Chinese armed drones now flying across Mideast battlefields

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FILE – In this Oct. 10, 2015, file photo, Iraqi Defense Minister Khaled al-Obeidi, center, inspects a first Chinese drone to be used by the Iraqi Air Force before sending it to bomb Islamic State group positions at an airbase in Kut, 160 kilometers (100 miles) southeast of Baghdad, Iraq. Across the Middle East, countries locked out of purchasing U.S.-made drones due to rules over excessive civilian casualties are being wooed by Chinese arms dealers, who are world’s main distributor of armed drones. The sales are helping expand Chinese influence across a region crucial to American security interests and bolstering Beijing’s ambitions of being a world leader in high-tech arms sales. (AP Photo, File)

 

DUBAI, United Arab Emirates (AP) — High above Yemen’s rebel-held city of Hodeida, a drone controlled by Emirati forces hovered as an SUV carrying a top Shiite Houthi rebel official turned onto a small street and stopped, waiting for another vehicle in its convoy to catch up.

Seconds later, the SUV exploded in flames, killing Saleh al-Samad, a top political figure.

The drone that fired that missile in April was not one of the many American aircraft that have been buzzing across the skies of Yemen, Iraq and Afghanistan since Sept. 11, 2001. It was Chinese.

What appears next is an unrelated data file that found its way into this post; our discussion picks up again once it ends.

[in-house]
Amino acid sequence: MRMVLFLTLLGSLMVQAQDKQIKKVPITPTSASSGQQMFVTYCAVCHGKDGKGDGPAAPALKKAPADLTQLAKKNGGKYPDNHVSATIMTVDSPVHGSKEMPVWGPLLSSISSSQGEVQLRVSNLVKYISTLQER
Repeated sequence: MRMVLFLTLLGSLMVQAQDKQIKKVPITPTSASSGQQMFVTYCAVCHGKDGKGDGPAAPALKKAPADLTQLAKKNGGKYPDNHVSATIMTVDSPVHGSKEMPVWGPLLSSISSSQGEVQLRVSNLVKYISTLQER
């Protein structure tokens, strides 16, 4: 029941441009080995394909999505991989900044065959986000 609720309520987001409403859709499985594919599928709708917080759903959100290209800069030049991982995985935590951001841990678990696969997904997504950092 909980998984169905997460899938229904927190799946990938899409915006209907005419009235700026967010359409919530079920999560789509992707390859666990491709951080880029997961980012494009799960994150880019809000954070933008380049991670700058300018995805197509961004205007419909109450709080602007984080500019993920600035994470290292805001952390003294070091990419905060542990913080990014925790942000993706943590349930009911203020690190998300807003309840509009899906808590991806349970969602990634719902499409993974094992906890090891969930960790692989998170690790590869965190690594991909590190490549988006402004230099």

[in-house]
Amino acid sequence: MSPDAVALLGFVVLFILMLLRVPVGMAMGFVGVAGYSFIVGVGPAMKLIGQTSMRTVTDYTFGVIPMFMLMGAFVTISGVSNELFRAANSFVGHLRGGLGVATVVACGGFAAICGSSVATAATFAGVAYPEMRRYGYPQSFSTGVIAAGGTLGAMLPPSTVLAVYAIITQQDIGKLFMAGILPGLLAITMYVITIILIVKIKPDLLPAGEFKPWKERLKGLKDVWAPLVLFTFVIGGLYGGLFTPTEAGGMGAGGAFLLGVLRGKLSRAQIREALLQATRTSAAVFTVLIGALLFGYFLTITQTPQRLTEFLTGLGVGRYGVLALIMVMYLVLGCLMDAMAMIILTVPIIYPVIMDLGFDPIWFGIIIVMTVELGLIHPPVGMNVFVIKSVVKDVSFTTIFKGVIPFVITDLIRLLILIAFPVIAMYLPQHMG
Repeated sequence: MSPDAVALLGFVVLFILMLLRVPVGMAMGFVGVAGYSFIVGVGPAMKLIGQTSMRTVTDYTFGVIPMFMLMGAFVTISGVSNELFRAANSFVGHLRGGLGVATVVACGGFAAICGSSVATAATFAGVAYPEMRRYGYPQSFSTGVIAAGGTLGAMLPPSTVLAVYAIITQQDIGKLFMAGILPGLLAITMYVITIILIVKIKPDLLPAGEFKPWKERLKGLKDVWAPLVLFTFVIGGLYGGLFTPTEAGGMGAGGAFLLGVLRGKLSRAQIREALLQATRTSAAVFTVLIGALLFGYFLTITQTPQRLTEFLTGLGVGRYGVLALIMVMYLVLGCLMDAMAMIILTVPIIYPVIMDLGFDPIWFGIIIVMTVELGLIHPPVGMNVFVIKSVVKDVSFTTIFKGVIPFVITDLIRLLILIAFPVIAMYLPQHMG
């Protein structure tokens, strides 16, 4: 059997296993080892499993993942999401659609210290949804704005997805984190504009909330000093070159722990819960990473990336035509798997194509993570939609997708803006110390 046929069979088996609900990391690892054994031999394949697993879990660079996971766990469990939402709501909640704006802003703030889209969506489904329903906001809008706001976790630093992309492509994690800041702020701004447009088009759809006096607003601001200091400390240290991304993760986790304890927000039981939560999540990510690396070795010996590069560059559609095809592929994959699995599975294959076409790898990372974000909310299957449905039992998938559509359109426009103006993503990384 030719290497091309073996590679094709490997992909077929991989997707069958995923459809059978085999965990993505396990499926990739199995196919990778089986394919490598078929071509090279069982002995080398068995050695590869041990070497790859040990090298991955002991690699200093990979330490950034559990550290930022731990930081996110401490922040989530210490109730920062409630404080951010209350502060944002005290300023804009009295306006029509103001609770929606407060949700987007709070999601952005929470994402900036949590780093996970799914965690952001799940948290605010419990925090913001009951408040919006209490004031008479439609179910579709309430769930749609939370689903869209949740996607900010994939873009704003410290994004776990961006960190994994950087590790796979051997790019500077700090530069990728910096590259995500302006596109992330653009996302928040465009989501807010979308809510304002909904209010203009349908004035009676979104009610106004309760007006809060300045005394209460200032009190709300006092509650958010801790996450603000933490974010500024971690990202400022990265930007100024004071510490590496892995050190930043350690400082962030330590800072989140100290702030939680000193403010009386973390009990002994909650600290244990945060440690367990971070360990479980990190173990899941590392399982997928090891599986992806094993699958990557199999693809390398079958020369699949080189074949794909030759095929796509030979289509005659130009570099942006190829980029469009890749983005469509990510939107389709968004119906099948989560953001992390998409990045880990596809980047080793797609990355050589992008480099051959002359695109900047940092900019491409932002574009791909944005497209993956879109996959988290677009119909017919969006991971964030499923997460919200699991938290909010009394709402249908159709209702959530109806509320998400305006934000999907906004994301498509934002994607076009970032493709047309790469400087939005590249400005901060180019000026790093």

Across the Middle East, countries locked out of purchasing U.S.-made drones due to rules over excessive civilian casualties are being wooed by Chinese arms dealers, who are world’s main distributor of armed drones.

“The Chinese product now doesn’t lack technology, it only lacks market share,” said Song Zhongping, a Chinese military analyst and former lecturer at the People’s Liberation Army Rocket Force University of Engineering. “And the United States restricting its arms exports is precisely what gives China a great opportunity.”

The sales are helping expand Chinese influence across a region vital to American security interests.

“It’s a hedging strategy and the Chinese will look to benefit from that,” said Douglas Barrie, an airpower specialist at the International Institute for Strategic Studies. “I think the Chinese are far less liable to be swayed by concerns over civilian casualties,” he said.

At the start of the year, a satellite passing over southern Saudi Arabia photographed U.S.-made surveillance drones at an airfield, alongside Chinese-manufactured armed ones.

One of the biggest Chinese exports is the Cai-Hong, or Rainbow, series made by the state-owned China Aerospace Science and Technology Corp., or CASC, the largest contractor for the Chinese space program.

CASC’s CH-4 and CH-5 models are on a par with San Diego-based General Atomics’ Predator and Reaper drones, and much cheaper. Independent analysts say the Chinese models lag behind their American counterparts but the technology is good enough to justify the price tag, which might be half or less.

A CASC executive, who spoke on condition of anonymity because he was not authorized to talk to journalists, said cutting-edge U.S. models like Boeing Co.’s Stingray, introduced this year for the U.S. Navy, still hold a technological advantage.

And while price is an advantage, so too is a more relaxed attitude toward how drones are used, said Ulrike Franke, an expert on drones and policy fellow at the European Council on Foreign Relations

Full article: Chinese armed drones now flying across Mideast battlefields (AP)

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